Psychology Of Cabin Fever

The claustrophobic isolation practically oozes in this solid but redundant chiller

Film by Jorge Ignacio Castillo

The Lodge
VOD
Opens May 19

Every so often a critic takes a film under their wing, telling everyone they know to see it and rooting for as many people as possible to discover it. For me, one movie was Goodnight Mommy, a 2015 feel-bad Austrian horror flick where two mischievous nine-year-old twin boys suspect their mom has been replaced by an alien after she has cosmetic surgery on her face. Body horror, twists and general weirdness combine to create a truly unsettling experience.

As usually happens with European auteurs who achieve some notoriety, Goodnight Mommy’s directors (Severin Fiala and Veronika Franz) are now giving Hollywood a try. The result is The Lodge, a competent chiller with perhaps too many similarities to the movie that put them on the map.

Children with a mean streak drive the action here, too. Following their parents’ acrimonious divorce and mother’s suicide, Aiden and Mia (Jaeden Martell and Lia McHugh) struggle to adapt to life with their detached dad (Richard Armitage, who’s cornering the “emotionally distant dudes” market).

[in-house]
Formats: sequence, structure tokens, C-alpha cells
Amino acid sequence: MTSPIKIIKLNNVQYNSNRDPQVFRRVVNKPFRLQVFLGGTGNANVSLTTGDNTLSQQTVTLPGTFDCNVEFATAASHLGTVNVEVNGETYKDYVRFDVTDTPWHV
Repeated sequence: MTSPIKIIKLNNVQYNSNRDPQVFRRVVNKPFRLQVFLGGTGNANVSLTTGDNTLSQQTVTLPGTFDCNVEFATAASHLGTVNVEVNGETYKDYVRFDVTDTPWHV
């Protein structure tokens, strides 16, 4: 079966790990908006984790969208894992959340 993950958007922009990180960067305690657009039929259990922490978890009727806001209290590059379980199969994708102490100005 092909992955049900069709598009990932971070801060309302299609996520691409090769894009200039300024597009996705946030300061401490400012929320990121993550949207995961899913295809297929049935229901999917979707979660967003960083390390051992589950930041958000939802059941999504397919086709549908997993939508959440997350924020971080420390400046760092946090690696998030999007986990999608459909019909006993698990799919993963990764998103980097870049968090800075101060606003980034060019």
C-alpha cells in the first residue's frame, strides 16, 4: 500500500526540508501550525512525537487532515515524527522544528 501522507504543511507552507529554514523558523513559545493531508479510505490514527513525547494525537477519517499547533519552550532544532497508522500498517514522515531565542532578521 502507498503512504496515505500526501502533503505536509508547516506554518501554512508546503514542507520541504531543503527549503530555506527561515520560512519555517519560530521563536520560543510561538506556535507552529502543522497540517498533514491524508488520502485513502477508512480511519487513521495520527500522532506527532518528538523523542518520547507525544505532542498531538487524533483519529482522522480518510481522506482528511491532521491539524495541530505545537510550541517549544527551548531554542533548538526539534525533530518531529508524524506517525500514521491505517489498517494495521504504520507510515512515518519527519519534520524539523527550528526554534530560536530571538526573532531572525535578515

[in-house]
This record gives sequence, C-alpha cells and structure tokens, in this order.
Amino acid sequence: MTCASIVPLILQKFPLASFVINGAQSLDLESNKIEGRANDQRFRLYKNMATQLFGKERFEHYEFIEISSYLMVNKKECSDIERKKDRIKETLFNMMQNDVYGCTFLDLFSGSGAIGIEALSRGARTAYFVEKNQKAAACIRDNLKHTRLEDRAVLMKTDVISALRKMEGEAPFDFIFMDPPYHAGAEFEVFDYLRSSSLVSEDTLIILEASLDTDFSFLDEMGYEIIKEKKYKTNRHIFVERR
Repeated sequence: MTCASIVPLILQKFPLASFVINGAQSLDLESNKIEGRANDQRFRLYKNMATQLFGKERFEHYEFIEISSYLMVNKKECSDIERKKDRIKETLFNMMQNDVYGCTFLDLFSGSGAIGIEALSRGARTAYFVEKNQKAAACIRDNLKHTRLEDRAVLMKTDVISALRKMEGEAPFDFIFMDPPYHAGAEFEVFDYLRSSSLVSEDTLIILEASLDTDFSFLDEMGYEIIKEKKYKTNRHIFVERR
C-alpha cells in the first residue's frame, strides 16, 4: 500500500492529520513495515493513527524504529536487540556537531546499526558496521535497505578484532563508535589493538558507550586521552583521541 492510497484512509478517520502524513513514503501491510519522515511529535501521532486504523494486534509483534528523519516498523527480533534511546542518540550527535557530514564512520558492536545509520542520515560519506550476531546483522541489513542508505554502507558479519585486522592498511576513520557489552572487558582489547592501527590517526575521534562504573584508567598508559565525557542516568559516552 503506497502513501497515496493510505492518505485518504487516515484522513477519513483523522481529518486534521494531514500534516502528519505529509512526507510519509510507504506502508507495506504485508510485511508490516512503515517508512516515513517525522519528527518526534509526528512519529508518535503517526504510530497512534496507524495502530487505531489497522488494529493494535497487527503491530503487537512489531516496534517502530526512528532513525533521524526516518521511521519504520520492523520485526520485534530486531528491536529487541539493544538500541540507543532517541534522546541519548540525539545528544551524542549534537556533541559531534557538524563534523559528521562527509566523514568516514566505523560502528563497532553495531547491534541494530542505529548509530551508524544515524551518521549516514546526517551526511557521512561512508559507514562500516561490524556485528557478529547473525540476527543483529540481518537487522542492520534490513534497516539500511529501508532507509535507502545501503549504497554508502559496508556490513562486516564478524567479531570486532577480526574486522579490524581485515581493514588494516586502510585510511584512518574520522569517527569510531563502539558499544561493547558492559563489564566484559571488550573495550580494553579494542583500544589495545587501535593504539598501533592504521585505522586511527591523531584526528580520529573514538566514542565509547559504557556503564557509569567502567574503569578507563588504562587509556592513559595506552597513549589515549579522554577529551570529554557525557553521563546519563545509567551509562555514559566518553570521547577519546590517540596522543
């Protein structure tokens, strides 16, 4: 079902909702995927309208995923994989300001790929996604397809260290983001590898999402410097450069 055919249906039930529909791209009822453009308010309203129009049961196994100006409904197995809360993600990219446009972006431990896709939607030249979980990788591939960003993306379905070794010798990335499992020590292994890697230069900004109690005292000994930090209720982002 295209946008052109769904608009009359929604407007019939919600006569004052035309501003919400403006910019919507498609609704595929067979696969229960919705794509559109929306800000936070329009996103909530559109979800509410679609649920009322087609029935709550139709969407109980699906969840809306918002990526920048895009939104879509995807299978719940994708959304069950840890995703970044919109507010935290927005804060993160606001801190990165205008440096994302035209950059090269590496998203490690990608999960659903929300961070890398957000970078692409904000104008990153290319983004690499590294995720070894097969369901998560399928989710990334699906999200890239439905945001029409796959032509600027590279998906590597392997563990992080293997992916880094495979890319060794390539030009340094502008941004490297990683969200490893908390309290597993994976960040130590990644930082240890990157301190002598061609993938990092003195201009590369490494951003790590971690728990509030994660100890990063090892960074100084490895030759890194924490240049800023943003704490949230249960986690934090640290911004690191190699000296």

Things escalate when the clueless father surprises his kids by bringing his girlfriend along to their winter cottage. Grace (Riley Keough) is a mentally fragile woman — the sole survivor of a Jonestown-like mass suicide.

Dad heads back to the city because of business, oblivious to the powder keg he’s leaving behind. Two sullen kids with too much time on their hands, a brittle lady who turns to religion in the face of adversity and an isolated cabin in the dead of winter. What could possibly go wrong?

Strange events begin to happen that seem to conspire against Grace’s sanity. Could it be the children? Grace herself? Or are other forces at work?

Franz and Fiala keep the audience guessing longer than you’d expect. Instead of providing relief, the resolution leads to a more overt kind of horror. The setting (northern Quebec standing in for Massachusetts) provides both a claustrophobic atmosphere and sense of utter isolation, which adds to the tension.

As substantial as The Lodge is, I worry Fiala and Franz are simply treading water, having explored children’s potential for mischief already, and better, in Goodbye Mommy. The reveal that Grace was in a cult, coupled with the mother’s suicide and the nightmarish setting, feels like overkill. It gets the job done, but doesn’t push the filmmakers’ forward creatively.

Keough (Logan Lucky) bears the heaviest load. Her descent into madness is very affecting — so much so, one roots for her rather than the brats, I mean children. Her main foil, the teenage son Aidan, has a blank expression that makes him impossible to read and kind of terrifying. Alicia Silverstone has a brief but memorable role as the mom. I’ll just say this: I didn’t know she had it in her.

I recognize The Lodge is an odd recommendation when a good chunk of the population is battling cabin fever. But you can approach it as a cautionary tale. A little personal space goes a long way.